Inshore powerboat racing is a form of water-based motorsport using powerboats in sheltered or inland stretches of water, including lakes, rivers, docks and sheltered bays. It is often referred to as circuit powerboat racing because of the frequency of inshore races to use the format of a circuit loop, around which boats race for a number of pre-determined laps.
International races and championships are administered by the Union Internationale Motonautique (UIM) while national events are organised by the relevant country's own powerboat association.
There are numerous categories that define the levels of competition for inshore powerboat racing. Much like circuit car racing, the highest levels are designated "Formula" followed by a number, and the principal of these is the Formula 1 Powerboat World Championship. Each "Formula" level follows a different set of regulations that specify the design of the boat and engine, as well as the rules of competition.
The most common form of inshore powerboat racing involves a race around a two pin (buoy) or multi-pin circuit of approximately 1.5 – 2 km in length. Each pin marks a turn in the course. Races will vary in duration, normally no more than 45 minutes, but endurance category races can last much longer, such as the "24 Hours of Rouen".
Historically, powerboat racing has been defined by 'classes' and this is still the case in offshore powerboat racing where Class 1 is the premier category. For inshore racing, up until the creation of Formula 1, the OZ, ON, and OE classes were regarded as the most prestigious categories.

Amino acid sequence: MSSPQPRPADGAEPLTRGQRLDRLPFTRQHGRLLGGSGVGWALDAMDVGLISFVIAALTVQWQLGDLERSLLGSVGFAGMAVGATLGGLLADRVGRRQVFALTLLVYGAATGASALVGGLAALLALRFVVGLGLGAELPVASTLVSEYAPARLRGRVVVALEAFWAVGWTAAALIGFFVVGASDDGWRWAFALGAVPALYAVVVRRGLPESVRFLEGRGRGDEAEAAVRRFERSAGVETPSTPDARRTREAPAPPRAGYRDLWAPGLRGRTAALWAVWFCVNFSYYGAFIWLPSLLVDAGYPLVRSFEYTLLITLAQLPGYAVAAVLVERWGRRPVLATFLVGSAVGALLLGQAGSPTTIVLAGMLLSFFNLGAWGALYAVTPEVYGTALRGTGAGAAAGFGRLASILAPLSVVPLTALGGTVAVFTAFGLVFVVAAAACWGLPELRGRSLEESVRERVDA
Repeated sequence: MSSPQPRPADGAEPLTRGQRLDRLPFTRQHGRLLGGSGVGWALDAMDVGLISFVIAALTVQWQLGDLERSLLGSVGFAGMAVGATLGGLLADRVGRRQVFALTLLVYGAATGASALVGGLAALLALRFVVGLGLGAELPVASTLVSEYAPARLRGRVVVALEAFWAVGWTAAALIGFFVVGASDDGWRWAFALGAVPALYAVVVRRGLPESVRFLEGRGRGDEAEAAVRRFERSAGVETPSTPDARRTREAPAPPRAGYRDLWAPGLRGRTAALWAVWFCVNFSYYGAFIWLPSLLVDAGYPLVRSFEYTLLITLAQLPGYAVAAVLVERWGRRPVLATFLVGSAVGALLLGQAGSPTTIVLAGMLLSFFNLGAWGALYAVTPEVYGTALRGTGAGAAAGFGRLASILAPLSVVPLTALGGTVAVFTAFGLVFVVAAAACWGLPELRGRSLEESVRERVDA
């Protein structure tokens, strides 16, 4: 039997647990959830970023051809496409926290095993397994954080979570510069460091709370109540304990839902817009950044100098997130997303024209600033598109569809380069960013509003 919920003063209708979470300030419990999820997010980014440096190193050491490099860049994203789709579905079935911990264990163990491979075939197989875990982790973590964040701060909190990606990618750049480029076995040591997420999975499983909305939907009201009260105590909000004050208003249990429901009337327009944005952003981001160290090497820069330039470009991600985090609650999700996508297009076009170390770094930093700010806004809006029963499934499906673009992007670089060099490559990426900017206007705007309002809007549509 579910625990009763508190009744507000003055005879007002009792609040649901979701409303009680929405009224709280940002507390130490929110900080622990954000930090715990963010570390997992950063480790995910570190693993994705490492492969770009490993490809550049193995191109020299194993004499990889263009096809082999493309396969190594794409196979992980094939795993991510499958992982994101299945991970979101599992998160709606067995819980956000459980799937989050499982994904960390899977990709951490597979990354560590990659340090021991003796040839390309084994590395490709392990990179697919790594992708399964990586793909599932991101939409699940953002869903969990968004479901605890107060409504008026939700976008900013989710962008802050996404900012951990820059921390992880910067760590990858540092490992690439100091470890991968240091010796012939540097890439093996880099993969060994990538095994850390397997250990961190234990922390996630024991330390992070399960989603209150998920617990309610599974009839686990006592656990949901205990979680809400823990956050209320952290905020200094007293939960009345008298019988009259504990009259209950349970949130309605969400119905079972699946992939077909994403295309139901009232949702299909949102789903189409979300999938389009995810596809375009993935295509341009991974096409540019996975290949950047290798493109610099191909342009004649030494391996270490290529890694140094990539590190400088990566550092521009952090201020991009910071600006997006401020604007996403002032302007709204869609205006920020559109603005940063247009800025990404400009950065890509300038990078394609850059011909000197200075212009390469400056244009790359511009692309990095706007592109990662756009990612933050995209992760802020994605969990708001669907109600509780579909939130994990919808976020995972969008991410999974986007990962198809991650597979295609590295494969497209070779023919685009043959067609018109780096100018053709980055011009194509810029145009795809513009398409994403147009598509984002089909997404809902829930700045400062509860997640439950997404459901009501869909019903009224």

The following Formula categories are currently sanctioned by the UIM:
|Formerly known as both the ON and OZ classes.
|Runs as a support category on the F1 tour.
|European championship ran from 1987-2002.
The following non-Formula categories are also sanctioned by the UIM:
As well as global and continental championships, individual nations have thriving domestic scenes too. In particular the United States, but also many countries in Europe, as well as Australia, New Zealand and South Africa. In recent years, the sport has become very popular in the Persian Gulf region, particularly the United Arab Emirates and also Qatar.
Many inshore championships utilise variations on the catamaran style boat design, particularly the higher levels of the sport. In lower categories however, different designs are utilised which are determined by the class regulations. In these instances, traditional V hulls and inflatables are common and are the accepted way for younger pilots to gain experience and progress through to the more powerful catamarans.